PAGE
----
Urban agriculture in the region encompasses a wide range of activities suited to small spaces, from backyard vegetable gardening to intensive production of flowers and the raising of small animals for eggs and meat. According to the report, family gardens are more common in urban areas of Cuba, Colombia, Nicaragua, Ecuador and Peru, and among capital cities, the “greenest”
In 16 of the 23 countries surveyed, people practicing UPA earned some income from the activity and used it, typically, to pay for gardening tools, consumer goods, home improvements and school fees. The main benefit, however, is improved access to food. Urban food producers surveyed and their families enjoyed a more diverse diet than other urban dwellers, and were more likely to consume fruit and vegetables regularly.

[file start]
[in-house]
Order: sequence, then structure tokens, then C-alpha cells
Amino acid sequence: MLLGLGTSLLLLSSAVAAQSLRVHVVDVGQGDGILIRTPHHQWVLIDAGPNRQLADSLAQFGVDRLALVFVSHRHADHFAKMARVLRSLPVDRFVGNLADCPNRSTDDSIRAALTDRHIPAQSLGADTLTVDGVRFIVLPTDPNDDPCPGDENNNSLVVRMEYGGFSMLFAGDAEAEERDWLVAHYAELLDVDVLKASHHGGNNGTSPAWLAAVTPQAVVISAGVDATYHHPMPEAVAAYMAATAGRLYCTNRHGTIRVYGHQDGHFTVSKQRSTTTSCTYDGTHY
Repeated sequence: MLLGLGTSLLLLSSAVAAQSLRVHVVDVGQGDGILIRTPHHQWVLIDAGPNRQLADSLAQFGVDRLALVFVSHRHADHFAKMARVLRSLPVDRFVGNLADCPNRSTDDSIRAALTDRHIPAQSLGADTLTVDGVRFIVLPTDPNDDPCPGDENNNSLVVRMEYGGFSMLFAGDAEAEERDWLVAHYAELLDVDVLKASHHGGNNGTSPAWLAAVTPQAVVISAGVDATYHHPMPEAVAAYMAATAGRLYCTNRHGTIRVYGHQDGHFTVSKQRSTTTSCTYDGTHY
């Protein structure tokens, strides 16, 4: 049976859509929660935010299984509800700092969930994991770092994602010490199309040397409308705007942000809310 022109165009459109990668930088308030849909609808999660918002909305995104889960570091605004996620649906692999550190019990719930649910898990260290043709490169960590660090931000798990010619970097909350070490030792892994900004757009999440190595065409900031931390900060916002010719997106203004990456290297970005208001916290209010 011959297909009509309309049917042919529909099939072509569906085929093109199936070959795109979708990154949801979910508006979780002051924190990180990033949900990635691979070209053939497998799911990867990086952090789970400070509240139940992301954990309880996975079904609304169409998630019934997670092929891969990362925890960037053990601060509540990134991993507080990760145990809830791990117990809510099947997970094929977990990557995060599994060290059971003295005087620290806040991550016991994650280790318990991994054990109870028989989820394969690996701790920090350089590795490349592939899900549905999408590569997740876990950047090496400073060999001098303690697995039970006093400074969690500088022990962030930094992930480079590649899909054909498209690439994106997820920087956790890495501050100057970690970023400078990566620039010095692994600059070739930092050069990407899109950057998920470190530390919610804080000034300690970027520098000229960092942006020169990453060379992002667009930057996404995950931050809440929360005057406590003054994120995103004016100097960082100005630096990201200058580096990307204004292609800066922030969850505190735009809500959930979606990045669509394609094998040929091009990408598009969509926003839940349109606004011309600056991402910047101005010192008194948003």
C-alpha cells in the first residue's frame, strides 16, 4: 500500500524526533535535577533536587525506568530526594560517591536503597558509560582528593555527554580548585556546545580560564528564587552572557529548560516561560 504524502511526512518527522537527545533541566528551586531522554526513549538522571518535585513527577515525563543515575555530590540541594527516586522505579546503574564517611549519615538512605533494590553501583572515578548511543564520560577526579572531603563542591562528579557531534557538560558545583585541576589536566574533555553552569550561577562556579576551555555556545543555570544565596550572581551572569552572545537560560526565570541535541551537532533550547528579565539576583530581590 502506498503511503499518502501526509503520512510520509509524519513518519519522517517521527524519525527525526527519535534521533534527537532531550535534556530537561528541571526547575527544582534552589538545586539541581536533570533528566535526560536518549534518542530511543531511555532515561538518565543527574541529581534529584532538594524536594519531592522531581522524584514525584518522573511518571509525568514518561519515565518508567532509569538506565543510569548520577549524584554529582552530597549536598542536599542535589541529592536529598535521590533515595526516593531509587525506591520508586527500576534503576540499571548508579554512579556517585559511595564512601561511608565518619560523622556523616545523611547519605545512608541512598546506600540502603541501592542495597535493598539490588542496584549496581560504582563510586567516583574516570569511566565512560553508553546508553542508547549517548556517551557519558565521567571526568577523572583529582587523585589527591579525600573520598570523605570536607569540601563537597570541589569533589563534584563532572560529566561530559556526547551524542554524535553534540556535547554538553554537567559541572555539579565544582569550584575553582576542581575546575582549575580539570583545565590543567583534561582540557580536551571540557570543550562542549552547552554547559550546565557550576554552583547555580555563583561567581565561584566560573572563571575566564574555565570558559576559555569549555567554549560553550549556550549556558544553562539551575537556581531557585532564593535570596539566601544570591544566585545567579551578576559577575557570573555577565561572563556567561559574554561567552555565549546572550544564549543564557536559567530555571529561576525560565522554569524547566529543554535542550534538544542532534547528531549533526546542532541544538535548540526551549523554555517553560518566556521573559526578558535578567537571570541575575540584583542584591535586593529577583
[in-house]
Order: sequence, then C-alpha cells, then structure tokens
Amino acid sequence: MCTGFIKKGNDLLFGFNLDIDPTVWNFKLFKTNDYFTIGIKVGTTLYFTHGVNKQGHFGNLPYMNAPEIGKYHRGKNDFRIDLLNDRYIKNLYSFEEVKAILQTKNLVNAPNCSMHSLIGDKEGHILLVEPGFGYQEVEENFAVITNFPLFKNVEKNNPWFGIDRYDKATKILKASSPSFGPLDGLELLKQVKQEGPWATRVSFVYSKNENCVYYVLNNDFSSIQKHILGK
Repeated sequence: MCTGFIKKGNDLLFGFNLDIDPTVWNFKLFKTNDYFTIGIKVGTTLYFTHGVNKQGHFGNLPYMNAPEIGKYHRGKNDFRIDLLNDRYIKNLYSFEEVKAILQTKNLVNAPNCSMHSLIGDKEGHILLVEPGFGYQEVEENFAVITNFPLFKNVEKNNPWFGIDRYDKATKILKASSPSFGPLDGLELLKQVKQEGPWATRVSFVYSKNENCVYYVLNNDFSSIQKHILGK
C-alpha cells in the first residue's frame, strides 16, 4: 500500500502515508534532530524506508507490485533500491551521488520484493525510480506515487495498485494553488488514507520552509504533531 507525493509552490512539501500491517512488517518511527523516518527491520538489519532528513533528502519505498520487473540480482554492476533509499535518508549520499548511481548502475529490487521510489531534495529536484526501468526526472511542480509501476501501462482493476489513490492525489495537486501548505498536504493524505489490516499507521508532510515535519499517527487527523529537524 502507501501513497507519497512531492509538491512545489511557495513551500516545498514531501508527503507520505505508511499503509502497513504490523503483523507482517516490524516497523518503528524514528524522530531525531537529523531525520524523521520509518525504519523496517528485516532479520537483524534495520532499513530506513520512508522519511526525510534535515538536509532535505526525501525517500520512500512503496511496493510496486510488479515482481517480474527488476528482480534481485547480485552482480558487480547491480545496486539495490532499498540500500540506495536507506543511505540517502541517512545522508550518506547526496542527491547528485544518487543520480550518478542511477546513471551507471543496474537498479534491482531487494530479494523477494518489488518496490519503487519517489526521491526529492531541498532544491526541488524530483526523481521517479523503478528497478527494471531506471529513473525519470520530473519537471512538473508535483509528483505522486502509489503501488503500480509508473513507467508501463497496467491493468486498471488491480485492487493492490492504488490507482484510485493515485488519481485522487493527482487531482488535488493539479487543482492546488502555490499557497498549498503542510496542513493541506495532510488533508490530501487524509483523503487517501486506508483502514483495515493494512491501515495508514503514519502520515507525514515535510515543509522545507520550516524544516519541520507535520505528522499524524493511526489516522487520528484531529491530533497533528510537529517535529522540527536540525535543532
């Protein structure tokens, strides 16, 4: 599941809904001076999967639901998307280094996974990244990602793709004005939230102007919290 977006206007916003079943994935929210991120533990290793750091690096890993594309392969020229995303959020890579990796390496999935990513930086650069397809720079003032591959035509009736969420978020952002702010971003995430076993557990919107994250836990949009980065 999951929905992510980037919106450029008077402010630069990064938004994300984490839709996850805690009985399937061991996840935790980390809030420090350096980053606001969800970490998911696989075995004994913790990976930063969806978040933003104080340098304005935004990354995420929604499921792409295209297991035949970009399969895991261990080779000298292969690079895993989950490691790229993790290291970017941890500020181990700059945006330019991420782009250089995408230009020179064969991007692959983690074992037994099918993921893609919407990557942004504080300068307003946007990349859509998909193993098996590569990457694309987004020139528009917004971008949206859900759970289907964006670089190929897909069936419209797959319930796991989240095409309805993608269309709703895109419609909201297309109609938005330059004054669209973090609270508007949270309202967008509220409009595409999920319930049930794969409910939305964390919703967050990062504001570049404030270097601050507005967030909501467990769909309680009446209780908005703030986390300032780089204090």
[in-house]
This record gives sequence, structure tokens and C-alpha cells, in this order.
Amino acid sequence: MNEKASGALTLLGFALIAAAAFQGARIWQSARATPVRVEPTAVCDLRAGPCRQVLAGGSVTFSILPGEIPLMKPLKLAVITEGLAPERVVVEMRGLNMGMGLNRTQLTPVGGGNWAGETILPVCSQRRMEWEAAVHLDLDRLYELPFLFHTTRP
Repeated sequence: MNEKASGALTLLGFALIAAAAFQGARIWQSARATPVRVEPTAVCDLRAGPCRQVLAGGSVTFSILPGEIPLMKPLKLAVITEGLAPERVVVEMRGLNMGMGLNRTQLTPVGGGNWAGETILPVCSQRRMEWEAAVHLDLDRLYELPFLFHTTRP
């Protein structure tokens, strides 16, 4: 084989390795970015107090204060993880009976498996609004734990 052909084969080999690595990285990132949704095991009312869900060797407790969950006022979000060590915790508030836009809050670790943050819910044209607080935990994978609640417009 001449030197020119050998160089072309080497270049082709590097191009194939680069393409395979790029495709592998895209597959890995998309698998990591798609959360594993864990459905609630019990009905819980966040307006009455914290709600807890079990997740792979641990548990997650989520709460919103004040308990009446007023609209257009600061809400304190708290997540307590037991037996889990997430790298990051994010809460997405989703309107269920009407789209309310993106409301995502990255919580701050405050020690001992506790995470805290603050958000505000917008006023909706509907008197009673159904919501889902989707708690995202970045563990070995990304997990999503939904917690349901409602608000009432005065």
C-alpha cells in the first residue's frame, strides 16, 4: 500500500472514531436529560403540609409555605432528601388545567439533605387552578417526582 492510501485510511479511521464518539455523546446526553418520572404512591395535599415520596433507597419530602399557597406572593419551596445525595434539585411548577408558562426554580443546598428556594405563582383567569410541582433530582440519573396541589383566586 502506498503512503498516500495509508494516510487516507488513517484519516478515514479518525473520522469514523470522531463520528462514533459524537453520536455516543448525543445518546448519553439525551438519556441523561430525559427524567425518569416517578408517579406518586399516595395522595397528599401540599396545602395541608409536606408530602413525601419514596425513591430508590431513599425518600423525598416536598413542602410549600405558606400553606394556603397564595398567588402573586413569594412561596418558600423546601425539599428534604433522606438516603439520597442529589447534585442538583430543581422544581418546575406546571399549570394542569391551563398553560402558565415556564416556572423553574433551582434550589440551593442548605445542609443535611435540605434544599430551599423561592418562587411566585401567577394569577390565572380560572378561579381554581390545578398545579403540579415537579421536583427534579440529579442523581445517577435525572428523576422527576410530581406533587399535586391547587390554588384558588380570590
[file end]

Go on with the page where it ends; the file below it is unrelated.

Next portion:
The report also found that women are the driving force behind urban agriculture in many countries, and particularly in the Caribbean, Bolivia, Colombia, Ecuador, Honduras and Nicaragua. A 90 percent of urban farming families are female-headed in Managua, Nicaragua’s capital.
A strong trend in many UPA programs in the region is toward agricultural technologies and practices that produce more and better quality food while optimizing the use of natural resources and reducing reliance on agrochemicals. In Managua, they enrich the soil with fertilizer made by anaerobically fermenting household wastes, and combat whiteflies with sticky traps. Furthermore, the answer to dry season water shortages was a rooftop rainwater harvesting system, which channels run-off to a 5,000 liter storage tank.
The "Growing greener cities in Latin America and the Caribbean (http://www.fao.org/